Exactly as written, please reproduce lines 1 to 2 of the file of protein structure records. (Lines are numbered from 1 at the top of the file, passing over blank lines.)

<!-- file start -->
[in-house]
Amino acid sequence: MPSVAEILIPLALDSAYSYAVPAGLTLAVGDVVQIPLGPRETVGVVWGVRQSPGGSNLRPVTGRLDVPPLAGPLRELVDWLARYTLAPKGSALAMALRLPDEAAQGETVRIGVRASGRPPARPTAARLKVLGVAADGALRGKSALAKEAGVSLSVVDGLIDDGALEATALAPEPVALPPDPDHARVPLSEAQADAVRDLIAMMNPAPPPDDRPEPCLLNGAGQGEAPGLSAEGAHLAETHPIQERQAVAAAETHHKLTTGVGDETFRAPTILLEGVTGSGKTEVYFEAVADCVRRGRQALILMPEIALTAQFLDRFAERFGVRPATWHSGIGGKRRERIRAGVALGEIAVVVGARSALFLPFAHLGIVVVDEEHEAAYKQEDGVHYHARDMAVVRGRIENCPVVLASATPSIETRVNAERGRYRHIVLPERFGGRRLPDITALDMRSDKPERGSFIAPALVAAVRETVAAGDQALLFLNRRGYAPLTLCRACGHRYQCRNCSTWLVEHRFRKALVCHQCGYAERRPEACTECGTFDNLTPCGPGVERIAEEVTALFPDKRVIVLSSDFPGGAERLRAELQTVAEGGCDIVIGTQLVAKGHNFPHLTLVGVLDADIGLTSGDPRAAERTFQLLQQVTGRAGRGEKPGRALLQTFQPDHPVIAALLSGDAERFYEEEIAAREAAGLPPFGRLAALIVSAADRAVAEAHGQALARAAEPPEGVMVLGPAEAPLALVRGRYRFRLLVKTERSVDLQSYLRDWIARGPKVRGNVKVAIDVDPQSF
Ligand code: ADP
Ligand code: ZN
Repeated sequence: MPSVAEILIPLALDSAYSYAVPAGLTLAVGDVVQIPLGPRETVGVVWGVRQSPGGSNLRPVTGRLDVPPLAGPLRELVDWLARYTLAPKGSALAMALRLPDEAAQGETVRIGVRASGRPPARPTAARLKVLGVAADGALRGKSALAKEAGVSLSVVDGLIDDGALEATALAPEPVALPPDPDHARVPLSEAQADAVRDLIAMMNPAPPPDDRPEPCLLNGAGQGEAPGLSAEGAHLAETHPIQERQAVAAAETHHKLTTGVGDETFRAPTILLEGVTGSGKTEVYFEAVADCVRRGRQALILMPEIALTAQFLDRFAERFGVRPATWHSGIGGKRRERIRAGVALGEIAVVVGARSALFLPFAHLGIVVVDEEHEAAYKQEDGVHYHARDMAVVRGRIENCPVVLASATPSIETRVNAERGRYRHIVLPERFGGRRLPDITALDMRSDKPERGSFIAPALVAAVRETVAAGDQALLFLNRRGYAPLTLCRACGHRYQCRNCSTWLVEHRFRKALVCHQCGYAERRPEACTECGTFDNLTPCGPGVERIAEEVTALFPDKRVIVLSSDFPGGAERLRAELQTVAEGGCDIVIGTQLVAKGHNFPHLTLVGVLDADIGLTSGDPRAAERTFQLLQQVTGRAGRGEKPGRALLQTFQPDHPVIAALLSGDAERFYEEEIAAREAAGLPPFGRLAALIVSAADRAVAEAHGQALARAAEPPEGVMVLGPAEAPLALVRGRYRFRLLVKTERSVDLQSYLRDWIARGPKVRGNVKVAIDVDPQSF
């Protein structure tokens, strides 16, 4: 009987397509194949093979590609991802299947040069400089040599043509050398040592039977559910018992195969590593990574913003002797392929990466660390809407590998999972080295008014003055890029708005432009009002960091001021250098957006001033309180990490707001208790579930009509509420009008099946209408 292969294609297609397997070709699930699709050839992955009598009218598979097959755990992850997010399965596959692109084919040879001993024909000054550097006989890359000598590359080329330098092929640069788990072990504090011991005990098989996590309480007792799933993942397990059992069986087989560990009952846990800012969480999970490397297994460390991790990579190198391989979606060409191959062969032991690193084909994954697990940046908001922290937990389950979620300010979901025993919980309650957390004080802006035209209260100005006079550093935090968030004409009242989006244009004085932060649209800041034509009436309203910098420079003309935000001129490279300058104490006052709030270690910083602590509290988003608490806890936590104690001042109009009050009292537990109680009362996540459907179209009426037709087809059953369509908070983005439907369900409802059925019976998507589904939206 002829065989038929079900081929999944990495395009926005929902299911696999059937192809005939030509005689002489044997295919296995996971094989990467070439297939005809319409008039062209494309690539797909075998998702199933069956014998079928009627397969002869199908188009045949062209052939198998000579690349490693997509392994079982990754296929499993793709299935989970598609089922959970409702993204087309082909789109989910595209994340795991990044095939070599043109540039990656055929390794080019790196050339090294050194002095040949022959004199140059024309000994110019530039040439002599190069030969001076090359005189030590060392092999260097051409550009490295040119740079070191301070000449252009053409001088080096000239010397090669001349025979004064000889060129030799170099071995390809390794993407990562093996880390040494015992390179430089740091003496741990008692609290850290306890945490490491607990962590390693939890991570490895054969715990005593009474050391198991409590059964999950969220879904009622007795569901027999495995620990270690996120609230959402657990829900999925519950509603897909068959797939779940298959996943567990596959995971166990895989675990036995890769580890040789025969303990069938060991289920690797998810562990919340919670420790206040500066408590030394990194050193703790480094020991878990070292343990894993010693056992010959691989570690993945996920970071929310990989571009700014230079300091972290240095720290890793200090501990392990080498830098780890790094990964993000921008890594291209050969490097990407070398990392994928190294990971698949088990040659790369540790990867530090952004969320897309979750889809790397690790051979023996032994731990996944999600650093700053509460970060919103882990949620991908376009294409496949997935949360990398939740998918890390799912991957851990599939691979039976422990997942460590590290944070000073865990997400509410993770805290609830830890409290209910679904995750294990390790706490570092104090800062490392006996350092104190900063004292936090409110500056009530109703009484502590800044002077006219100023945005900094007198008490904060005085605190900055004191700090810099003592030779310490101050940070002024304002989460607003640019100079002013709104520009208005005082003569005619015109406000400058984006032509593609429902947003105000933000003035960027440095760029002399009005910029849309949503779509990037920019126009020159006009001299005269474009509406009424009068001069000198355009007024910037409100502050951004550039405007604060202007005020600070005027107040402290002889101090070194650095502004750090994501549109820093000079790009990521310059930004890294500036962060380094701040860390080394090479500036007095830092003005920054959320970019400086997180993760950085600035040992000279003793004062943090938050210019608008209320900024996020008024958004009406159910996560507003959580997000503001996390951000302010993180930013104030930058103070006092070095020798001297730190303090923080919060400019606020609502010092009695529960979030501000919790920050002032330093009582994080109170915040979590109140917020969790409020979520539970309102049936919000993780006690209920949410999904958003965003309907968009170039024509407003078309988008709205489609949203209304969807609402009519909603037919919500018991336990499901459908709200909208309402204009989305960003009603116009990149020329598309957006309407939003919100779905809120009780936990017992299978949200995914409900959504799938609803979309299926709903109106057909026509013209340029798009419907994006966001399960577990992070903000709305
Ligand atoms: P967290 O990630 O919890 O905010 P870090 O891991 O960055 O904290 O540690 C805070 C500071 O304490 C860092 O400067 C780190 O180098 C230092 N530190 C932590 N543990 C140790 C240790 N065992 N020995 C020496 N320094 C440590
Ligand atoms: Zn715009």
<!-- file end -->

[in-house]
Amino acid sequence: MPSVAEILIPLALDSAYSYAVPAGLTLAVGDVVQIPLGPRETVGVVWGVRQSPGGSNLRPVTGRLDVPPLAGPLRELVDWLARYTLAPKGSALAMALRLPDEAAQGETVRIGVRASGRPPARPTAARLKVLGVAADGALRGKSALAKEAGVSLSVVDGLIDDGALEATALAPEPVALPPDPDHARVPLSEAQADAVRDLIAMMNPAPPPDDRPEPCLLNGAGQGEAPGLSAEGAHLAETHPIQERQAVAAAETHHKLTTGVGDETFRAPTILLEGVTGSGKTEVYFEAVADCVRRGRQALILMPEIALTAQFLDRFAERFGVRPATWHSGIGGKRRERIRAGVALGEIAVVVGARSALFLPFAHLGIVVVDEEHEAAYKQEDGVHYHARDMAVVRGRIENCPVVLASATPSIETRVNAERGRYRHIVLPERFGGRRLPDITALDMRSDKPERGSFIAPALVAAVRETVAAGDQALLFLNRRGYAPLTLCRACGHRYQCRNCSTWLVEHRFRKALVCHQCGYAERRPEACTECGTFDNLTPCGPGVERIAEEVTALFPDKRVIVLSSDFPGGAERLRAELQTVAEGGCDIVIGTQLVAKGHNFPHLTLVGVLDADIGLTSGDPRAAERTFQLLQQVTGRAGRGEKPGRALLQTFQPDHPVIAALLSGDAERFYEEEIAAREAAGLPPFGRLAALIVSAADRAVAEAHGQALARAAEPPEGVMVLGPAEAPLALVRGRYRFRLLVKTERSVDLQSYLRDWIARGPKVRGNVKVAIDVDPQSF